1 vote in the Fidesz-leaning district 1 will be equal to 5 votes in the most populous districts.

1 vote in district 23. > 6 votes in district 11.

http://valasztas.hu/dyn/ep14/vertaj/hu/M01/v2t.html

The change in the election law will take place less than 4 months before the election.

http://www.portfolio.hu/gazdasag/igy_irja_ujra_a_valasztasi_rendszert_a_fidesz_2.3.199580.html

tappanch
Guest

Here is the text of the amended election law for local government, submitted in the last 5 minutes:

http://www.parlament.hu/irom40/00146/00146.pdf

Lantos
Guest

@googly

Please look at the histories of Mexico or Japan or Bavaria or even Italy (especially the south).

In all of these democratic countries and states one single party (or one political side in the case of Italy) dominated (between 80-100% of the era) the last 70 (!) years.

Why do you think Hungary is any different?

Just like in Southern Italy which is currently lagging Northern Italy more than any time in its history since unification or in Bavaria, people will not wake up one day and think that they are leftists.

This is not a choice. They are conservative because they think this is how they were born, this is how life feels natural, this is tradition in the family, just like celebrating Christmas. You don’t just start celebrating Yolka or Hanukkah instead of Christmas.

For a Western-Hungarian or Bács-Kiskun or Hajdú-Bihar person to be right-wing, conservative and hating the ‘communist’ is as natural and self-evident as speaking Hungarian or being a man or a woman. This is what we need to understand. Forget public choice theory (it only applies to self-described liberals who are a tiny minority in Hungary).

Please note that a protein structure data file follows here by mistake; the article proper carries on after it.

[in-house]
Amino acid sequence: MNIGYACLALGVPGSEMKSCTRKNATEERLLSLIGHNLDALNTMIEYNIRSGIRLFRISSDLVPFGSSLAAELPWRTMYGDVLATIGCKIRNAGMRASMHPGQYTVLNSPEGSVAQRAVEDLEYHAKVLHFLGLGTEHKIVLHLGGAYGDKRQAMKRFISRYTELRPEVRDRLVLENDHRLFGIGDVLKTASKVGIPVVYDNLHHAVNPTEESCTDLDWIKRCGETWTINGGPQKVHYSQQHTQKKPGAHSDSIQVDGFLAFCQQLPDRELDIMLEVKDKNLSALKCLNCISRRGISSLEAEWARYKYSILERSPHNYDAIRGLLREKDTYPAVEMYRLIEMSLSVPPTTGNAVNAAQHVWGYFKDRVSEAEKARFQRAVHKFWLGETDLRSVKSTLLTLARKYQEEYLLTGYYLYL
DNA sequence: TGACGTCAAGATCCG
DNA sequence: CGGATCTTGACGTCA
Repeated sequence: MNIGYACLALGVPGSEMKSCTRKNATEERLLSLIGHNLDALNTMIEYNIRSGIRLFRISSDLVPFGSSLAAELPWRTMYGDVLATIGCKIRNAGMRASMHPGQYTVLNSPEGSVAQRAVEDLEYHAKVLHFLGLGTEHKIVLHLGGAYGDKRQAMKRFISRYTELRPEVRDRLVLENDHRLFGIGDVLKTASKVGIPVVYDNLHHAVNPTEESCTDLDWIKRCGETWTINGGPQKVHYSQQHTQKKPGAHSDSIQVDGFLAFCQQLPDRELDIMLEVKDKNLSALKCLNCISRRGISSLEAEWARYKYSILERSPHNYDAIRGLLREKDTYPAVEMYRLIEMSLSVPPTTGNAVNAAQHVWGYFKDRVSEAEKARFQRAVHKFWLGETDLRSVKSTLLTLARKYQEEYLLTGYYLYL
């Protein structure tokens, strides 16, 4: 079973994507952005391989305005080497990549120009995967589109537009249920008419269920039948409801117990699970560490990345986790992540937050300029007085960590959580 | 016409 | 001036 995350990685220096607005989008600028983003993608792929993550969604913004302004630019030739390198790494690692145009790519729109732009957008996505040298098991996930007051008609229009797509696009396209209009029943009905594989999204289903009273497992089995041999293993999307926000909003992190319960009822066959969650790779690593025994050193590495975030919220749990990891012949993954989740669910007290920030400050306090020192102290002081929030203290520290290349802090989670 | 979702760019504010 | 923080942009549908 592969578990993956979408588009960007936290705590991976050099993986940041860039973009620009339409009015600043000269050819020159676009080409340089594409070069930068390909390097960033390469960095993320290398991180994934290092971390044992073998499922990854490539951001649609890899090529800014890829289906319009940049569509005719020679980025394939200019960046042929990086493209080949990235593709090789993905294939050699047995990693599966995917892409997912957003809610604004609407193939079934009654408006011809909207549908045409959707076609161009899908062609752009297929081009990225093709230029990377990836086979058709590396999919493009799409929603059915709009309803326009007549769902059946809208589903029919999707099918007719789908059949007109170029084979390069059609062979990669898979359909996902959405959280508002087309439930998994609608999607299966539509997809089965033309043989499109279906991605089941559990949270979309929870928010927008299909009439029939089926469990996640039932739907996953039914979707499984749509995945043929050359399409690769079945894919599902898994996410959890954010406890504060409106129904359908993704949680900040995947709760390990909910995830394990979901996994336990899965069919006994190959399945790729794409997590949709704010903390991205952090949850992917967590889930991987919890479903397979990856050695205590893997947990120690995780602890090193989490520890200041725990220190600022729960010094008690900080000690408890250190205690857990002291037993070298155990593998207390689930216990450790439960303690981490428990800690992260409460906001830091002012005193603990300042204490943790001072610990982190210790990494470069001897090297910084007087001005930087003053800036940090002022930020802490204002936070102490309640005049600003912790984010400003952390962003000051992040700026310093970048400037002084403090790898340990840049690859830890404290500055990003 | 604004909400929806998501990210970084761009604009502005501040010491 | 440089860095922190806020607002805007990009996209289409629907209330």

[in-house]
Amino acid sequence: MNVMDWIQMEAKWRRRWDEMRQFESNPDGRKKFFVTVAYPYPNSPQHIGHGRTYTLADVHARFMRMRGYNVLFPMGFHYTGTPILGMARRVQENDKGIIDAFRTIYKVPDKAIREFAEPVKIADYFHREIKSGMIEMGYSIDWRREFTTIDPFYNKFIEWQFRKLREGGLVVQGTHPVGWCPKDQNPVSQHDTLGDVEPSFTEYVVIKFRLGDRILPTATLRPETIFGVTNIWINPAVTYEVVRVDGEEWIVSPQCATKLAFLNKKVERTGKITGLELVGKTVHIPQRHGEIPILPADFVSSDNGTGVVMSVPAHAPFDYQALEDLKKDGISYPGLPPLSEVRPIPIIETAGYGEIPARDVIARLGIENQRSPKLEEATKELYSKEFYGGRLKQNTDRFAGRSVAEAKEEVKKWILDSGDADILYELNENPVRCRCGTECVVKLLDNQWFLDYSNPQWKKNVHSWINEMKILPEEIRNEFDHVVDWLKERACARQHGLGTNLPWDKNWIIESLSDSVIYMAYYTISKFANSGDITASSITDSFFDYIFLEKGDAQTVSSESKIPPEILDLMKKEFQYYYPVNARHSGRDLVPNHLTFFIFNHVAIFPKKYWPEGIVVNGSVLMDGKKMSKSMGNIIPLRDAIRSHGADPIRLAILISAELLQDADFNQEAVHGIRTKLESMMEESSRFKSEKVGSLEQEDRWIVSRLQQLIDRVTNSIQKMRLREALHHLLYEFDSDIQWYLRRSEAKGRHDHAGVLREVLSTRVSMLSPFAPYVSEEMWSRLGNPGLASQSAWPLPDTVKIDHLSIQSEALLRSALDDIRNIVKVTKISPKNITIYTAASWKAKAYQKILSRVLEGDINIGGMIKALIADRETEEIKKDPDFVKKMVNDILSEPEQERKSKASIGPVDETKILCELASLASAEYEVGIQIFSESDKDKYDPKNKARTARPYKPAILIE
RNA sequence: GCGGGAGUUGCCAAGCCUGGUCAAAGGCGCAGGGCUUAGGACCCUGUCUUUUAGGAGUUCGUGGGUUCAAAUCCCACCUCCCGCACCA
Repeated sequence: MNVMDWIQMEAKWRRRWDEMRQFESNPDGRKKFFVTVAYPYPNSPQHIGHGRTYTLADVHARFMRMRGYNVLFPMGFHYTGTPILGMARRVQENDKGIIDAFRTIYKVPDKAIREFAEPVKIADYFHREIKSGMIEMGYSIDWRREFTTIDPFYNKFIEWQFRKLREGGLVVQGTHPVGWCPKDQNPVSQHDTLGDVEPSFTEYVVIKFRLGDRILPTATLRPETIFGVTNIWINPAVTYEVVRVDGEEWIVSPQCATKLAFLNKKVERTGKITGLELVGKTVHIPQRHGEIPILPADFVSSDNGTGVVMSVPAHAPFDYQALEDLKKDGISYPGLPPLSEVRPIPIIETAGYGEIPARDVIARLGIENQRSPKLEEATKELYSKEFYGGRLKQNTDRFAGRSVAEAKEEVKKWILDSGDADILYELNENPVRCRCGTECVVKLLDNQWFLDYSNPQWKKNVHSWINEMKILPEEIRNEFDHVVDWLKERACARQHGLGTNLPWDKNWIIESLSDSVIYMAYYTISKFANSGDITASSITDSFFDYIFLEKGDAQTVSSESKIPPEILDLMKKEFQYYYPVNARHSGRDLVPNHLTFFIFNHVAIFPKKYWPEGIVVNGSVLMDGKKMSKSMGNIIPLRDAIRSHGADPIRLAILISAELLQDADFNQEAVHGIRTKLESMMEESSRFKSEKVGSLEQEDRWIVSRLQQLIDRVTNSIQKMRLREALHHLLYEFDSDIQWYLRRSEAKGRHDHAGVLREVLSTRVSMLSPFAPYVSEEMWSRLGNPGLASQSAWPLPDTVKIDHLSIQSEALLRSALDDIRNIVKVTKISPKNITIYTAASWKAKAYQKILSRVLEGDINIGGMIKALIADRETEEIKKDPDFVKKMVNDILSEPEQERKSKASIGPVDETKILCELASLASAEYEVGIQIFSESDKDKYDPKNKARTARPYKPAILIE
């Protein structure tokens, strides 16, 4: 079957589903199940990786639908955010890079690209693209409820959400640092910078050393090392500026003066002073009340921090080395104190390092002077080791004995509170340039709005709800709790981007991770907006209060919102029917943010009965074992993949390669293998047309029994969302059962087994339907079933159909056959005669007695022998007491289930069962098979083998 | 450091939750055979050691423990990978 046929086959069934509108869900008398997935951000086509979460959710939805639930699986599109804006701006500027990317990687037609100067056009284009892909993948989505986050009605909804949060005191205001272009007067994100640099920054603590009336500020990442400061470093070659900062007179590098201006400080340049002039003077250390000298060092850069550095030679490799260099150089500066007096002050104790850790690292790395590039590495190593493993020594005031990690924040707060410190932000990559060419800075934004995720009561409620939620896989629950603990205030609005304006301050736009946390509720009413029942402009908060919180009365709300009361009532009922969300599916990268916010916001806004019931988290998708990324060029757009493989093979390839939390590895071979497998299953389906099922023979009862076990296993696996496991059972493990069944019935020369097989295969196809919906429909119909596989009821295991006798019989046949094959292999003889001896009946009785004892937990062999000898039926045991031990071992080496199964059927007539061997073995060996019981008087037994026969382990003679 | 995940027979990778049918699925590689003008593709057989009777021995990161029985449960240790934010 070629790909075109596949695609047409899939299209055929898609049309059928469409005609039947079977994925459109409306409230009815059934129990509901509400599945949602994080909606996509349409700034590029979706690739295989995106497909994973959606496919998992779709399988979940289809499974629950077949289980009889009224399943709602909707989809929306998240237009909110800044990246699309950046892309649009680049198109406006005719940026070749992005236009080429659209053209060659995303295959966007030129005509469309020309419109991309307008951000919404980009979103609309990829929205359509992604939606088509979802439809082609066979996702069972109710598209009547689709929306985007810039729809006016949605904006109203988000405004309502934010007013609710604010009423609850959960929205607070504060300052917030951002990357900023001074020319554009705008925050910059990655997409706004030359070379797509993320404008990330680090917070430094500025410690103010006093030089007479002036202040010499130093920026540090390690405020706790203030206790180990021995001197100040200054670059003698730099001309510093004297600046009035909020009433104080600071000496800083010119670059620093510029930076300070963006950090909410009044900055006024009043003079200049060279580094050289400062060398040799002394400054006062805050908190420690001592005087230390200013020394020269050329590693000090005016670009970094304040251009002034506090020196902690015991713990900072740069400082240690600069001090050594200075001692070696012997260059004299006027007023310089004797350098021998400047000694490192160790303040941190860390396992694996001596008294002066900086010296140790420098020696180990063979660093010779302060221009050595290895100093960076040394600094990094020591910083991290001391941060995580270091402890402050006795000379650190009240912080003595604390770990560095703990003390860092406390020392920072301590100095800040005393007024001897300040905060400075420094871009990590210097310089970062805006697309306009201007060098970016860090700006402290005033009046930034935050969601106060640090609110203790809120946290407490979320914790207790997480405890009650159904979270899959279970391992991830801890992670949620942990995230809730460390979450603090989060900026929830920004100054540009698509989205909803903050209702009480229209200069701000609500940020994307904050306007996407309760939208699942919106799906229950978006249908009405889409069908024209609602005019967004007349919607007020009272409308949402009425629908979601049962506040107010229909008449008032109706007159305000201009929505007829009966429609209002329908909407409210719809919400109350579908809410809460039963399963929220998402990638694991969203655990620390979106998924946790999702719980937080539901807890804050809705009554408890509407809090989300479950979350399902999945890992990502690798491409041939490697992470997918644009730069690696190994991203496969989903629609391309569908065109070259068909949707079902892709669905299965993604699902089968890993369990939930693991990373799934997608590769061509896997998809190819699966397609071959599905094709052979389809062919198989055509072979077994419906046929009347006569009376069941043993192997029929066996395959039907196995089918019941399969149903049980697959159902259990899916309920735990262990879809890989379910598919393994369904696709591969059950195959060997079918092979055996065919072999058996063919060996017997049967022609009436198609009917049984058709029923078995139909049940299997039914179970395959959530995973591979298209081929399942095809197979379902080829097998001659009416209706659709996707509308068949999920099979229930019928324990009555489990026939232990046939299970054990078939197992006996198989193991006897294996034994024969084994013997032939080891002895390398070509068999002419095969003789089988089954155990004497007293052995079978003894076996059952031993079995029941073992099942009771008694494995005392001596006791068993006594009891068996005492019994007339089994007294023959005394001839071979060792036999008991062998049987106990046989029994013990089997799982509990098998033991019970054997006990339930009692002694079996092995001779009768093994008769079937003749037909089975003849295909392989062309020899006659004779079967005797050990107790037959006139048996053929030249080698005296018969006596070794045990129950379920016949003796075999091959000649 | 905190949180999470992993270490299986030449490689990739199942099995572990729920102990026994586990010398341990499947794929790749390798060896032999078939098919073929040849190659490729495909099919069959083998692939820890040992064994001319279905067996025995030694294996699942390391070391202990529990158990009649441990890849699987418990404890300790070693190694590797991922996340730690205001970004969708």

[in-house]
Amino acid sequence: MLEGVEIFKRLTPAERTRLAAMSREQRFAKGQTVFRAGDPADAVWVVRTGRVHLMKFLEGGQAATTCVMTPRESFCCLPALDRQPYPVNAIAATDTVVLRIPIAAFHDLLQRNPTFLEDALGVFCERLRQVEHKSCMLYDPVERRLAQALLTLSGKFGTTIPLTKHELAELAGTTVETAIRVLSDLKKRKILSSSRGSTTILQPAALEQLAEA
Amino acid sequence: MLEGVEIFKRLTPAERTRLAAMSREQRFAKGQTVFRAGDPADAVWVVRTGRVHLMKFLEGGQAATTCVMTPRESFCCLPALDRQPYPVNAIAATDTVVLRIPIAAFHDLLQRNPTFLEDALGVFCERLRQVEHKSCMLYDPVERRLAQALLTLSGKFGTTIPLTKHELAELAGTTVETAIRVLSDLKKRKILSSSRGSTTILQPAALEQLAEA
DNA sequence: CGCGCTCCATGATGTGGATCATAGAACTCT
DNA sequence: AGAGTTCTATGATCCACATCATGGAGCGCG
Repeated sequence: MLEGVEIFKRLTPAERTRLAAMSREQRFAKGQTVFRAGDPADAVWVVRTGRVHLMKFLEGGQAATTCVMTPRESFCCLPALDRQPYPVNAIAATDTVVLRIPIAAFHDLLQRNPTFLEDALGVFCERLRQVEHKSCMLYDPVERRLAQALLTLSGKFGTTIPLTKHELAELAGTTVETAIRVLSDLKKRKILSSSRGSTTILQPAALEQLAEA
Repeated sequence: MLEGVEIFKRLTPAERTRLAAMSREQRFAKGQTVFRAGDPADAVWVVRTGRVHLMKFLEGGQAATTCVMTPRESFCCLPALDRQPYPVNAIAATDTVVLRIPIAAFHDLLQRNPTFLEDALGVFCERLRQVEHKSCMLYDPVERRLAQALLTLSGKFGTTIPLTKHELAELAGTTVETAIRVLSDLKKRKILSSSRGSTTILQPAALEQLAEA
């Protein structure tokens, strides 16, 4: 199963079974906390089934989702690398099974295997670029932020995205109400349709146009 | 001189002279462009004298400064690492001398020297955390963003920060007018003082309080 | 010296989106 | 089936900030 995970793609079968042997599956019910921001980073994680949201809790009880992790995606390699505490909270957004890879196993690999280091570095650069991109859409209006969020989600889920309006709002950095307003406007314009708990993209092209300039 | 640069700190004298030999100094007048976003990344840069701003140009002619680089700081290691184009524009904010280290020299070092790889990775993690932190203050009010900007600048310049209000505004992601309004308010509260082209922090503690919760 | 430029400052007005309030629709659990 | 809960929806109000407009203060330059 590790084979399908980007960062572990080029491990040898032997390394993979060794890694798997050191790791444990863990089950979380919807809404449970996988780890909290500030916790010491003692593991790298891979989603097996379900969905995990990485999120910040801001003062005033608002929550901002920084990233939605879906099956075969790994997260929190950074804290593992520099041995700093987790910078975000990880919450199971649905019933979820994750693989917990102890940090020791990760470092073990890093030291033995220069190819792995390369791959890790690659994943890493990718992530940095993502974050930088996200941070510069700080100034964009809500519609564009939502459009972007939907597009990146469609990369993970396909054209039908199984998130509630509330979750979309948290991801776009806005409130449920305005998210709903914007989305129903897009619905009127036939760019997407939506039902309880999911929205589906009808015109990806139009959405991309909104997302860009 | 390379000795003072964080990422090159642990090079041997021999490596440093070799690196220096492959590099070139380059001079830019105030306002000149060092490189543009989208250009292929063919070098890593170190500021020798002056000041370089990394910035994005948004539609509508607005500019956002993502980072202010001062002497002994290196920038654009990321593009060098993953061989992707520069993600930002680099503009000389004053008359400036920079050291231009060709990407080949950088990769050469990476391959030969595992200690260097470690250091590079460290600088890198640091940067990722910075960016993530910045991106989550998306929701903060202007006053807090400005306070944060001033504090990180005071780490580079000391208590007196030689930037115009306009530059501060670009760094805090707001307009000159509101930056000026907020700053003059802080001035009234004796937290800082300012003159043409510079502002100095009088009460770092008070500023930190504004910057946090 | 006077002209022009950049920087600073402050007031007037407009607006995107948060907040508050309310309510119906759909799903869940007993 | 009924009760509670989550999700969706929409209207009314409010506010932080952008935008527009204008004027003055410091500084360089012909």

tappanch
Guest

The opposition parties will turn to the Constitutional Court, where almost all members are Fidesz appointees by now. That Court will approve this antidemocratic change too.

Unless there are mass demonstrations and general strike, Fidesz will not back down.

Paul
Guest

The phrase “rearranging the deckchairs on the Titanic” comes to mind…

Member

Lantos
May 30, 2014 at 4:22 am
@tappanch

Well, it may be, but it is true.

Western Hungary is resisting the left-wing (still seriously referred to as the “communists” as all over Hungary) like the plague.

I hope Western Hungary realizes that there are more ex-communists are in Fidesz, and taking advantage of tobacco deals, land deals, contract deals) than in any other party. I hate to say this, bit of people does not know this fact, what does that tell about Western Hungary?